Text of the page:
Influenza, also known as “the flu,” is a virus that infects the respiratory tract. Although Influenza is not as severe as many viral infections it’s almost the worst for viral infections of the respiratory tract. Typically, when someone is infected with influenza they experience fever (usually 100 to 103F in adults, but even higher in children) and causes a cough, sore throat, runny or stuffy nose, and also headaches, muscle aches, and usually extreme tiredness. There are sometimes other symptoms such as nausea, vomiting and diarrhea but usually only in rare cases with young children. One other note: The term “Stomach flu” isn’t really caused by the influenza virus.
The average recovery time from the flu is about 1-2 weeks, although some patients do develop more severe complications such as pneumonia, which are capable of being life threatening. On average, influenza is associated with more than 20,000 deaths nationwide and more than 100,000 hospitalizations. These are usually from patients who develop complications and they are usually children or the elderly, although complications can develop at any age.
There are three types of influenza viruses, Groups A, B, and C. Only Groups A and B are responsible for causing the epidemics of flu that occur almost every year. Influenza C is different in several ways because it causes mild to no symptoms and doesn’t cause the yearly epidemics. Scientists put out most of their effort to control influenza A and B because of their huge impact on the nation and the world. Influenza type A viruses have two proteins that determine their specific type. Take Influenza A(H1N1) the H stands for hemagglutinin and the N stands for neuraminidase. The current types of Influenza A are A(H1N1) and A(H3N2). Influenza A(H1N1), A(H3N2), and Influenza B strains are included in each year’s vaccines.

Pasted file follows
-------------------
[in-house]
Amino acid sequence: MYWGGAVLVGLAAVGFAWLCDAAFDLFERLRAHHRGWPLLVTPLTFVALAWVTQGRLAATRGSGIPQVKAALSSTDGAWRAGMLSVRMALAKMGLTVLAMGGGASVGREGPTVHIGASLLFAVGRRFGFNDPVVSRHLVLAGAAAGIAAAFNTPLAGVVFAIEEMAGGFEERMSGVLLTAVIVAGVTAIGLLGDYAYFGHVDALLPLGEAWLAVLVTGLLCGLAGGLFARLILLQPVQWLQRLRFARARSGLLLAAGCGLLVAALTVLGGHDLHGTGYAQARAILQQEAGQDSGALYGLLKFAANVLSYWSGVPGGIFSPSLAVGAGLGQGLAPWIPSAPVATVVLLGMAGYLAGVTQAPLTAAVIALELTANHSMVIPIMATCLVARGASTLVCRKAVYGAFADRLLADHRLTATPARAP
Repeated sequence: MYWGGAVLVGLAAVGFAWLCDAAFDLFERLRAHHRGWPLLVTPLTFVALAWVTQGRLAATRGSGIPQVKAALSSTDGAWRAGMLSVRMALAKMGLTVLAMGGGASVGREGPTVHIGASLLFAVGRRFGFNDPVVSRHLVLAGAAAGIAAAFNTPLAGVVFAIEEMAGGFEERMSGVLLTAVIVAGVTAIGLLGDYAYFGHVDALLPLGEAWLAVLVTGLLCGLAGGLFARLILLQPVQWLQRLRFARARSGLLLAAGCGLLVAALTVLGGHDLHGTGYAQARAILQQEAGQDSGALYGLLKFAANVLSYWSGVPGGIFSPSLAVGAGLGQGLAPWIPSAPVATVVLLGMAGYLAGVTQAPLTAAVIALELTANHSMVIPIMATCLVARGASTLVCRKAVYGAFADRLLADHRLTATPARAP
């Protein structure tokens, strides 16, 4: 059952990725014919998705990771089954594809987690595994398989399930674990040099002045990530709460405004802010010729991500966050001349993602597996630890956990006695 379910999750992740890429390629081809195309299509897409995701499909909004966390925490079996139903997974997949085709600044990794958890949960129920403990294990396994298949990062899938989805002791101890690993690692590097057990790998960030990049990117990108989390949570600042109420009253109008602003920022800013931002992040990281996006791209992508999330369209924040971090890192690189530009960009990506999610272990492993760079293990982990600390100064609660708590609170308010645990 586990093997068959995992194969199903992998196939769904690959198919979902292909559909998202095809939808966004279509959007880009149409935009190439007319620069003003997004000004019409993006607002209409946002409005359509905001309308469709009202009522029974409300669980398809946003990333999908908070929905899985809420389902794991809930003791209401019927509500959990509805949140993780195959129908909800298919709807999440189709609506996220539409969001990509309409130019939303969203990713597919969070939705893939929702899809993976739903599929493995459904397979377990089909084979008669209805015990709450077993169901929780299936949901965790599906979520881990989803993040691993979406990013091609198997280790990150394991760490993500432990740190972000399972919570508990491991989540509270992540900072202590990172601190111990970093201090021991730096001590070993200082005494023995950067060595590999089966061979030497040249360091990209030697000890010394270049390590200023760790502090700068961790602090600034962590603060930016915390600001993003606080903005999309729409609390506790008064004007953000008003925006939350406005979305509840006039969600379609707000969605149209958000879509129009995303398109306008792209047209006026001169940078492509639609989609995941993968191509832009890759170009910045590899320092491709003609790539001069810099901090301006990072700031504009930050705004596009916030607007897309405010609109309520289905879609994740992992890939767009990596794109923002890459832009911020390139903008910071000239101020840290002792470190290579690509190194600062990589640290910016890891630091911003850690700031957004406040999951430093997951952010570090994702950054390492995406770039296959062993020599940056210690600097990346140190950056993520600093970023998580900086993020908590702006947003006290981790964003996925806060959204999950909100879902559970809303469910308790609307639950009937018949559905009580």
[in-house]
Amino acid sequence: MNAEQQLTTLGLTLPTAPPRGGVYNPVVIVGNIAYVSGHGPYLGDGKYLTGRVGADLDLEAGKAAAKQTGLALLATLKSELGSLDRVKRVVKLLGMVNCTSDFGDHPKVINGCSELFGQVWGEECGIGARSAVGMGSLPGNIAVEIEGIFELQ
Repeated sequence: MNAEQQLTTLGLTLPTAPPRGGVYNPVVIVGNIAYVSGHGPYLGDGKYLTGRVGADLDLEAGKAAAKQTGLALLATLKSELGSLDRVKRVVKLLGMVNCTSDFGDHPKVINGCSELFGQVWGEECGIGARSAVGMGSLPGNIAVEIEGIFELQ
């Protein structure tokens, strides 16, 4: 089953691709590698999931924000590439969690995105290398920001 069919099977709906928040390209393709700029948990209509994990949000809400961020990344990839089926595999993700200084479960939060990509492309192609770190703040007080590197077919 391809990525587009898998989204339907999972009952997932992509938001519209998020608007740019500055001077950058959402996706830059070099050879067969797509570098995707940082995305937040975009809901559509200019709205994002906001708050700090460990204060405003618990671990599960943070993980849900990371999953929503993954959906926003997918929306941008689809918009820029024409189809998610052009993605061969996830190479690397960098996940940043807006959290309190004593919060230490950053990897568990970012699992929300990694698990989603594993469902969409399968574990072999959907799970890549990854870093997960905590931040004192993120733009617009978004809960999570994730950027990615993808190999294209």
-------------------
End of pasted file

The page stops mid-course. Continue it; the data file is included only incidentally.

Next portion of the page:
Influenza A viruses are very hard to control because they undergo changes, making it harder for human’s immune systems to detect them. There are two types of changes. The first is a series of mutations that occur over time and cause a gradual change in the virus. This is called antigenic “drift.” This process allows the virus to make a more stable change yet still evade the immune system. The second type of change is an abrupt change in the hemagglutinin and/or the neuraminidase proteins. This is called antigenic “shift.” It isn’t as stable of a change but if it does make a successful and complete mutation it can become so deadly that another pandemic. Although Type A viruses undergo both types of changes, Type B only go through the more gradual Type B.